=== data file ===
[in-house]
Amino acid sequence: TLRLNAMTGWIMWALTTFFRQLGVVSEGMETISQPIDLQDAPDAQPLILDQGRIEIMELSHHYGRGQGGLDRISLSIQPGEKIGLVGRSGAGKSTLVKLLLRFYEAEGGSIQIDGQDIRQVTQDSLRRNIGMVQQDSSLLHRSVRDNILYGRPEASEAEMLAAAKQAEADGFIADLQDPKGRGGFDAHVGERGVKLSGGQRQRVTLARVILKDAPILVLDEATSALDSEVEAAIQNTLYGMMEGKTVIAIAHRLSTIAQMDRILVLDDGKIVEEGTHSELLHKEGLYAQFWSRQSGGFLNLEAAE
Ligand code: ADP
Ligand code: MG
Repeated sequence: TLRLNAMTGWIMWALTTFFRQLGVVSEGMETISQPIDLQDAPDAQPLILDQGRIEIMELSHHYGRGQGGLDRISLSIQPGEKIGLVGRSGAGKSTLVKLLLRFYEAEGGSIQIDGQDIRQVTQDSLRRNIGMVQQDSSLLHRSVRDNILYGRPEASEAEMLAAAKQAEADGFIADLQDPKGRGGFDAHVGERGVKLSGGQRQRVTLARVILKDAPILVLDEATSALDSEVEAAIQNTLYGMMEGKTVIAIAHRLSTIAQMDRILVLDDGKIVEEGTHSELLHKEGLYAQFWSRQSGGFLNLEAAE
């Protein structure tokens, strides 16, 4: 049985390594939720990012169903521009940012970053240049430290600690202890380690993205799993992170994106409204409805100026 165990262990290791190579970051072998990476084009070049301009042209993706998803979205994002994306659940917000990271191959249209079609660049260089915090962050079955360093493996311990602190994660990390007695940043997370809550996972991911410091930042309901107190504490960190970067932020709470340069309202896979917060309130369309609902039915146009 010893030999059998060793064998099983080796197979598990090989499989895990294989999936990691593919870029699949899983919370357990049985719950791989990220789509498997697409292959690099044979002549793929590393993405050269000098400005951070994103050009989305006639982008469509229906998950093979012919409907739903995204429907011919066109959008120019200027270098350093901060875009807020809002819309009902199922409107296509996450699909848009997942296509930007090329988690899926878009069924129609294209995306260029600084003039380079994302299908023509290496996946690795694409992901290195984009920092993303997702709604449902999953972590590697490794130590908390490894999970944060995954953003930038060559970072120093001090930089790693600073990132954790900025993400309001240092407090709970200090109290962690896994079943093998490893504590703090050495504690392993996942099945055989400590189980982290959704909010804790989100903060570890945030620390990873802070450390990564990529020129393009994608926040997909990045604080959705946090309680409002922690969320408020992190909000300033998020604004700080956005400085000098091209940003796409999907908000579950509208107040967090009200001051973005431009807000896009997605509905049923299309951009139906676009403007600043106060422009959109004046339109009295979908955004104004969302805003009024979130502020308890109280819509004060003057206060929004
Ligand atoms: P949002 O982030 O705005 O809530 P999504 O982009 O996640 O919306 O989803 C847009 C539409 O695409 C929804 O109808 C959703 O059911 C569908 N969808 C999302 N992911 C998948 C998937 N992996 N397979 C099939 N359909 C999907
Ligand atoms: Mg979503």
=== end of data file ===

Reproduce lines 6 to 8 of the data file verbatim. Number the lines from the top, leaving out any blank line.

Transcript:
């Protein structure tokens, strides 16, 4: 049985390594939720990012169903521009940012970053240049430290600690202890380690993205799993992170994106409204409805100026 165990262990290791190579970051072998990476084009070049301009042209993706998803979205994002994306659940917000990271191959249209079609660049260089915090962050079955360093493996311990602190994660990390007695940043997370809550996972991911410091930042309901107190504490960190970067932020709470340069309202896979917060309130369309609902039915146009 010893030999059998060793064998099983080796197979598990090989499989895990294989999936990691593919870029699949899983919370357990049985719950791989990220789509498997697409292959690099044979002549793929590393993405050269000098400005951070994103050009989305006639982008469509229906998950093979012919409907739903995204429907011919066109959008120019200027270098350093901060875009807020809002819309009902199922409107296509996450699909848009997942296509930007090329988690899926878009069924129609294209995306260029600084003039380079994302299908023509290496996946690795694409992901290195984009920092993303997702709604449902999953972590590697490794130590908390490894999970944060995954953003930038060559970072120093001090930089790693600073990132954790900025993400309001240092407090709970200090109290962690896994079943093998490893504590703090050495504690392993996942099945055989400590189980982290959704909010804790989100903060570890945030620390990873802070450390990564990529020129393009994608926040997909990045604080959705946090309680409002922690969320408020992190909000300033998020604004700080956005400085000098091209940003796409999907908000579950509208107040967090009200001051973005431009807000896009997605509905049923299309951009139906676009403007600043106060422009959109004046339109009295979908955004104004969302805003009024979130502020308890109280819509004060003057206060929004
Ligand atoms: P949002 O982030 O705005 O809530 P999504 O982009 O996640 O919306 O989803 C847009 C539409 O695409 C929804 O109808 C959703 O059911 C569908 N969808 C999302 N992911 C998948 C998937 N992996 N397979 C099939 N359909 C999907
Ligand atoms: Mg979503």